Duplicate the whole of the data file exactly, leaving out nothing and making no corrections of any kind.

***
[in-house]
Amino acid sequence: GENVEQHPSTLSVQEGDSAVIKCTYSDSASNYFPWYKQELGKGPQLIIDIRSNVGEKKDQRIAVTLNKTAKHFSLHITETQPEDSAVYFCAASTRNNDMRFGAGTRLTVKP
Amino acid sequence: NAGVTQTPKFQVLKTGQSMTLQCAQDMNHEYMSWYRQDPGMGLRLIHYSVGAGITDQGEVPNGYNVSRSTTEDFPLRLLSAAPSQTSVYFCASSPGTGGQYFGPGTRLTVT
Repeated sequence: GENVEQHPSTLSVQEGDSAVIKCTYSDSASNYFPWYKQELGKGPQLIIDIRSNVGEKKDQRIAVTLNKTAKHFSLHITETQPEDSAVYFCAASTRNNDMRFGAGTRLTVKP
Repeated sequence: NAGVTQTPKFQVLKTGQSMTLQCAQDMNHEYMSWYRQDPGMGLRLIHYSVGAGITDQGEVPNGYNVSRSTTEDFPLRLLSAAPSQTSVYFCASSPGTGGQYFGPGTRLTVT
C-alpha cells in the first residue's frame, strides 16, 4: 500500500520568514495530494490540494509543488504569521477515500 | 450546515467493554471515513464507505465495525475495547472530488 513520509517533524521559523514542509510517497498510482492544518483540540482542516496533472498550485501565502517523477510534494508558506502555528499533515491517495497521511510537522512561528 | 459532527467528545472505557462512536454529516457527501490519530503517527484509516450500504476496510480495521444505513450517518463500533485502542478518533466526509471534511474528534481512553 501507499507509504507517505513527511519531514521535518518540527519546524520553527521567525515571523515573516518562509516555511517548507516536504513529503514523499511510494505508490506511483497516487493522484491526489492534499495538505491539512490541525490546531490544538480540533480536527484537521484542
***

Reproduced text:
[in-house]
Amino acid sequence: GENVEQHPSTLSVQEGDSAVIKCTYSDSASNYFPWYKQELGKGPQLIIDIRSNVGEKKDQRIAVTLNKTAKHFSLHITETQPEDSAVYFCAASTRNNDMRFGAGTRLTVKP
Amino acid sequence: NAGVTQTPKFQVLKTGQSMTLQCAQDMNHEYMSWYRQDPGMGLRLIHYSVGAGITDQGEVPNGYNVSRSTTEDFPLRLLSAAPSQTSVYFCASSPGTGGQYFGPGTRLTVT
Repeated sequence: GENVEQHPSTLSVQEGDSAVIKCTYSDSASNYFPWYKQELGKGPQLIIDIRSNVGEKKDQRIAVTLNKTAKHFSLHITETQPEDSAVYFCAASTRNNDMRFGAGTRLTVKP
Repeated sequence: NAGVTQTPKFQVLKTGQSMTLQCAQDMNHEYMSWYRQDPGMGLRLIHYSVGAGITDQGEVPNGYNVSRSTTEDFPLRLLSAAPSQTSVYFCASSPGTGGQYFGPGTRLTVT
C-alpha cells in the first residue's frame, strides 16, 4: 500500500520568514495530494490540494509543488504569521477515500 | 450546515467493554471515513464507505465495525475495547472530488 513520509517533524521559523514542509510517497498510482492544518483540540482542516496533472498550485501565502517523477510534494508558506502555528499533515491517495497521511510537522512561528 | 459532527467528545472505557462512536454529516457527501490519530503517527484509516450500504476496510480495521444505513450517518463500533485502542478518533466526509471534511474528534481512553 501507499507509504507517505513527511519531514521535518518540527519546524520553527521567525515571523515573516518562509516555511517548507516536504513529503514523499511510494505508490506511483497516487493522484491526489492534499495538505491539512490541525490546531490544538480540533480536527484537521484542